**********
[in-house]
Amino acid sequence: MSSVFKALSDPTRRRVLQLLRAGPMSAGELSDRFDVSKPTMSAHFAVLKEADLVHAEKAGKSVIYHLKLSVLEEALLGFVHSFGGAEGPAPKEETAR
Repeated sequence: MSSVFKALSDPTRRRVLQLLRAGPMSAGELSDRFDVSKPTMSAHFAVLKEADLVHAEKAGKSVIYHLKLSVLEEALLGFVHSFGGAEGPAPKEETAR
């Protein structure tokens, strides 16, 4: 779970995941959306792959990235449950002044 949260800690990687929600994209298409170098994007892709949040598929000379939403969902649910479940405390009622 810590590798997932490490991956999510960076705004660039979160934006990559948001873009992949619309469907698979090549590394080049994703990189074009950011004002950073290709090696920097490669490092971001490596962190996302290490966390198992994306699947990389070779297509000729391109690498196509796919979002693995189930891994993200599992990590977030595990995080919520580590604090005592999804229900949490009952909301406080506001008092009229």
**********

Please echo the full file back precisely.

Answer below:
[in-house]
Amino acid sequence: MSSVFKALSDPTRRRVLQLLRAGPMSAGELSDRFDVSKPTMSAHFAVLKEADLVHAEKAGKSVIYHLKLSVLEEALLGFVHSFGGAEGPAPKEETAR
Repeated sequence: MSSVFKALSDPTRRRVLQLLRAGPMSAGELSDRFDVSKPTMSAHFAVLKEADLVHAEKAGKSVIYHLKLSVLEEALLGFVHSFGGAEGPAPKEETAR
């Protein structure tokens, strides 16, 4: 779970995941959306792959990235449950002044 949260800690990687929600994209298409170098994007892709949040598929000379939403969902649910479940405390009622 810590590798997932490490991956999510960076705004660039979160934006990559948001873009992949619309469907698979090549590394080049994703990189074009950011004002950073290709090696920097490669490092971001490596962190996302290490966390198992994306699947990389070779297509000729391109690498196509796919979002693995189930891994993200599992990590977030595990995080919520580590604090005592999804229900949490009952909301406080506001008092009229």